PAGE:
Is The PIIGS Moment Of Fracking Approaching? S&P Joins Sovereign Risk Brigade, Downgrades Greece To BBB+Submitted by Tyler Durden on 12/16/2009 - 13:46
More bad news for a troubled Greece. More bad news for a troubled Greece. And all this happening even as finance minister George Papaconstantinou says that Greece "is not banking and not operating under the assumption" that the Hellenic country will be bailed out by its Eurozone neighbors. He has certainly studied the Dick Fuld script well.
Too Bigger To Fail? St. Louis Fed Warns Over Concentration Of Risk In Ever Growing, Ever Fewer "Big Banks"Submitted by Tyler Durden on 12/16/2009 - 13:37
One of the numerous adverse side-effects of the horrendous policy decision to start bailing out each and every risky bank, and thus allowing no more risk in any investment (for the time being), has been the very simple observation that massively mispriced risk has gotten concentrated to an unparalleled degree among very few players. The population of Big Banks has been massively trimmed (Goldman thanks everyone for allowing them to have massive Fixed Income bid/ask spreads) and now a mere five banks account for the bulk of loans, deposits, and derivative exposure. When the economy is faced with another Lehman event at some point in the future, when bailing one of the Big 5 is no longer feasible, the delayed consequences which have so far been successfully swept under the rug, will come back in time and bury any positive legacy that the Man Of The Year may have created. One indication that this time may be sooner than most think comes out of the St. Louis Fed itself, which has released a paper titled "The evolving size distribution of banks" in which it highlights the expected: big banks are getting bigger, and are holding a record share of all rosky assets. When the asset repricing moment occurs, absent an apriori renewal of Glass-Stagall, look for the inevitable moment of complete House Of Cards collapse.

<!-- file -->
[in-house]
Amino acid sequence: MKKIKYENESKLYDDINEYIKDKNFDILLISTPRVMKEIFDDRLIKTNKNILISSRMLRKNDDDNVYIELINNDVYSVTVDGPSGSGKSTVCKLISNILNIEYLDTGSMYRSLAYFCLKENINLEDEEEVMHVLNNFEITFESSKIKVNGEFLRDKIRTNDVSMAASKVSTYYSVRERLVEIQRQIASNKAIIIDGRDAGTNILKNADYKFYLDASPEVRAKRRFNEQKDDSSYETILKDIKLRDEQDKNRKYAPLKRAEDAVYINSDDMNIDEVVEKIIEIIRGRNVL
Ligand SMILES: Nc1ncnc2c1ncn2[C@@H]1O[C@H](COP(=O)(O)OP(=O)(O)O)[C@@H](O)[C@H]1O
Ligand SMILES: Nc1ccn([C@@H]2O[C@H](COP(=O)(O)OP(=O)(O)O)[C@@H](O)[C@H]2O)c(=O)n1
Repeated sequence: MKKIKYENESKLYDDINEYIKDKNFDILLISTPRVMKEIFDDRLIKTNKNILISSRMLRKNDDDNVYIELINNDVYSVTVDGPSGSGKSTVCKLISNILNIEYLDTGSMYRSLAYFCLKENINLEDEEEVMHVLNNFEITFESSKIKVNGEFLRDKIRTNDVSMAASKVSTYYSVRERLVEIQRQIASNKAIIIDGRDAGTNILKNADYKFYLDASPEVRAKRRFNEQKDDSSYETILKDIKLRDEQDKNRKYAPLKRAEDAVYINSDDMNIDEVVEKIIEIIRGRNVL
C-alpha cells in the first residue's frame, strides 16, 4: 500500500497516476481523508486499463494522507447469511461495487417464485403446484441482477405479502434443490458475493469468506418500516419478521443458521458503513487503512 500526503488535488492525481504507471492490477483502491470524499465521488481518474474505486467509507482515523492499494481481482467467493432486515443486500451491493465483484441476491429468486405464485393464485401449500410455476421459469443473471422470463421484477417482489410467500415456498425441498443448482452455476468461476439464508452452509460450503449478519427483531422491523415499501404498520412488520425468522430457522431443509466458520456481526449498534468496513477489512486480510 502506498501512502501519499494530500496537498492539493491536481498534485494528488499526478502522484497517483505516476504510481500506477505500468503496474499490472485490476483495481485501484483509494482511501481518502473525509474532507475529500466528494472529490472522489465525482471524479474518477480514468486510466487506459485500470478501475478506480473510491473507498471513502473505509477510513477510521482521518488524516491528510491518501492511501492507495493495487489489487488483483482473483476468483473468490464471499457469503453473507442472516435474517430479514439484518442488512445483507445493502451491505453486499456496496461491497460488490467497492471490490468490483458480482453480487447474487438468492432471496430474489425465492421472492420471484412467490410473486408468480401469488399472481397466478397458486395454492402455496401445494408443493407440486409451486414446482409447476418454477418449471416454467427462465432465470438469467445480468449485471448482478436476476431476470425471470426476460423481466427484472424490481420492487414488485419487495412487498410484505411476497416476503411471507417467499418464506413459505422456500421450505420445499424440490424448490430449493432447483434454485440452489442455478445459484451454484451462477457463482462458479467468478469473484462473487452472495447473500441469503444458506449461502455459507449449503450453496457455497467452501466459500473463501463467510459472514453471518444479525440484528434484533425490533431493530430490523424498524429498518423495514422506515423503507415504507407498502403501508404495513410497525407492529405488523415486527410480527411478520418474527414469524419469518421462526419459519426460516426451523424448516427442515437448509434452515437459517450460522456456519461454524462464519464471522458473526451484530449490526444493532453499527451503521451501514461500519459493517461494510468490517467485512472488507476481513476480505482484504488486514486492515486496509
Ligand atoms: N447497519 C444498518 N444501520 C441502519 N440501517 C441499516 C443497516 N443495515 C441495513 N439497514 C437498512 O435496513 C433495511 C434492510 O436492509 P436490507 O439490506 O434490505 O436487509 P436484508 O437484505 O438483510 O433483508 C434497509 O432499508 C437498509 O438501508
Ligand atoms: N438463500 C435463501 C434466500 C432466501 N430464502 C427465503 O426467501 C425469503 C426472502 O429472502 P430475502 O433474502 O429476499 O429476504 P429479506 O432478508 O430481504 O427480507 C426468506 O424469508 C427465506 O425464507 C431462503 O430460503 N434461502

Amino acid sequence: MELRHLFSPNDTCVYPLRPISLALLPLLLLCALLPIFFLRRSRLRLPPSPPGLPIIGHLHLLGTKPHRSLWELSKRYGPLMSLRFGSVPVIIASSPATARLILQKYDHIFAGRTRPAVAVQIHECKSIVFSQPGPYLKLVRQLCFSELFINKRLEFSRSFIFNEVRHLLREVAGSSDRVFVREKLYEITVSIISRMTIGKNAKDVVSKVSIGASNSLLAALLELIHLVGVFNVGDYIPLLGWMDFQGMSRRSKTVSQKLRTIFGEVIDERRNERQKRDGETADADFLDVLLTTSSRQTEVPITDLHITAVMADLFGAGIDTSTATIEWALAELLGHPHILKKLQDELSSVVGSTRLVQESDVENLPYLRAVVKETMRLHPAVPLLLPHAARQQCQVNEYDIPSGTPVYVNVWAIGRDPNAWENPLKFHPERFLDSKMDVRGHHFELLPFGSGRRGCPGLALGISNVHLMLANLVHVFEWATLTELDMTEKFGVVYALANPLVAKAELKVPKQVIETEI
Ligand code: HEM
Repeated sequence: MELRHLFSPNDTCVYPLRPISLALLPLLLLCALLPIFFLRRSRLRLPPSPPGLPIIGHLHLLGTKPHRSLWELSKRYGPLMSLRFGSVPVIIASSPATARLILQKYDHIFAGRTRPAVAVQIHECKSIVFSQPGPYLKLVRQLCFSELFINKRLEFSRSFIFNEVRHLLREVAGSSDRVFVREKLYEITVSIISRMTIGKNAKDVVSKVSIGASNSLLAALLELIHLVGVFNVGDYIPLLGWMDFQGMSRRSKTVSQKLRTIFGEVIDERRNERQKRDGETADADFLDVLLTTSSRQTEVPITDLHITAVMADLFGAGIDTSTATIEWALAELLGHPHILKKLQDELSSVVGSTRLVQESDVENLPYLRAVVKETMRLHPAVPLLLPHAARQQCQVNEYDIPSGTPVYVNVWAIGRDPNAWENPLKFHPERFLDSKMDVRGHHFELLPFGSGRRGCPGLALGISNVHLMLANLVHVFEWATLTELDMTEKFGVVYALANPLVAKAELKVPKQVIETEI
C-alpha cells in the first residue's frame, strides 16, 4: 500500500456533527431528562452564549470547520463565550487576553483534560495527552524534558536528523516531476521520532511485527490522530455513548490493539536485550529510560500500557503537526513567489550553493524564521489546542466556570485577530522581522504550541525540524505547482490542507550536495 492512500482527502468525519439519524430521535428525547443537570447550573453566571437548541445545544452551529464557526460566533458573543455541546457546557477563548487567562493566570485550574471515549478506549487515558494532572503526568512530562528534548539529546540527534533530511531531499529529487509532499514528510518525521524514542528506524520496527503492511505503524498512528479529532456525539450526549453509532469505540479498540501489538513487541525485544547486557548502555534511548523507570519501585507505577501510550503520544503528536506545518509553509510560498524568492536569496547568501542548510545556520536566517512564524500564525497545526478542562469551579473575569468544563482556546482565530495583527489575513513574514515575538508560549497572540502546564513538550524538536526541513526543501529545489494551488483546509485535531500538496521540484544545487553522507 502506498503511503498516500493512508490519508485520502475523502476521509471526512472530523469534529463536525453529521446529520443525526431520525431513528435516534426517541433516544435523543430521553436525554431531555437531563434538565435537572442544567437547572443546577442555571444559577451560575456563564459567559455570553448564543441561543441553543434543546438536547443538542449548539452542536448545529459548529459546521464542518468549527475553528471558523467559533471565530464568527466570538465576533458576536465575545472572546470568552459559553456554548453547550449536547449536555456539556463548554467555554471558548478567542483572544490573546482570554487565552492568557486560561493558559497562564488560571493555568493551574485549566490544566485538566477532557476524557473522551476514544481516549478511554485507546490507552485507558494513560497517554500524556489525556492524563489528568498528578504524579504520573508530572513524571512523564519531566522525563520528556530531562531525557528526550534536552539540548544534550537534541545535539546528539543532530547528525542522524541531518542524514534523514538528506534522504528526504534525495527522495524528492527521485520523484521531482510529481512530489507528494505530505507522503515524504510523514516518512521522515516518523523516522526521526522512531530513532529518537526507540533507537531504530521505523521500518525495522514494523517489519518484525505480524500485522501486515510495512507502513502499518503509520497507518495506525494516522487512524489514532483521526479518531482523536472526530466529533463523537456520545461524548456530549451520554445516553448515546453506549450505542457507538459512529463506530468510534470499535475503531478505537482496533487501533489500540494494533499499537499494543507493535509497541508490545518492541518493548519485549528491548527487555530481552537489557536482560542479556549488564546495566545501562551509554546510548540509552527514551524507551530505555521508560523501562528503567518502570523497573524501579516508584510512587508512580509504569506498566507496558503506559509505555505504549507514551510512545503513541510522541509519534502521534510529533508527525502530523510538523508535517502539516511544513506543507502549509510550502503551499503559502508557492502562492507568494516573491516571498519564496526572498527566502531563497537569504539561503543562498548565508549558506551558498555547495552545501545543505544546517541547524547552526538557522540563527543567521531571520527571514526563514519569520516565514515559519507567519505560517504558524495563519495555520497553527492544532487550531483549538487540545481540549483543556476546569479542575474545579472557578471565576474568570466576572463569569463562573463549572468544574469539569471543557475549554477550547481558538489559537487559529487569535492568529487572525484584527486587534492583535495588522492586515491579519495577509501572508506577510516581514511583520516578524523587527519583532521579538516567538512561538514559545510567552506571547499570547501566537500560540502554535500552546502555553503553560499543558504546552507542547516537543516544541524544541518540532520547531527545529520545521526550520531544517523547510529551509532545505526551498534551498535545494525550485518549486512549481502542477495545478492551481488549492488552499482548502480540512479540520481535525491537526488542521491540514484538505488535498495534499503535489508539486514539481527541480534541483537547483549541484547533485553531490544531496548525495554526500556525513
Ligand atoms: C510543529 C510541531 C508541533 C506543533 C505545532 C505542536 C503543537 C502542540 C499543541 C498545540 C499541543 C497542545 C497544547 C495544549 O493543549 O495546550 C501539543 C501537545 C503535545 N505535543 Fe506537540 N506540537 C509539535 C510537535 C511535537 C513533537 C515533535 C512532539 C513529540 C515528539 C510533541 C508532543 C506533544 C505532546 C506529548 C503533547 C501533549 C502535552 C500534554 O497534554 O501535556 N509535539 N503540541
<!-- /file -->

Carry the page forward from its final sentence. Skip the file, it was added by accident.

Recently, an extended analysis by Shadow Stats' John Williams evaluated the risk of a hyperinflationary episode as one which has the potential to come as soon as next year. Somewhat in support of this theory yesterday's read of PPI came in above consensus, indicating that inflation may indeed be coming. Yet today's CPI data, whose core read came in at 0.0%, may have just poured a whole lot of cold water over Williams' thesis. Nonetheless, at the end of the day Williams may be right: the question remains - if and when the excess reserves start hitting the broader currency (as the Fed is scared shitless to withdraw liquidity on its own), we may experience a transition from deflation to inflation so rapid, that is has no historic analog. At the end of the day deflation will likely be the name of the game for quite some time, until such point as "Man of the Year" Bernanke finally flips (the turbo print switch on), and any pretence of prudent monetary policy is thrown out of the window. At that point, look for the stock market to promptly go to 36,000 followed by an even faster drop to 0, all the while the dollar gets hyperdeflated (Zimbabwe redux). With the Administration set on not losing the midterm elections by a landslide, don't expect much in terms of economic experimentation at least until 2011. At that point, all bets will be off as the Fed will likely have at most 2 more years of shelf life before both its, and thus Wall Street's, life support are forcefully yanked out.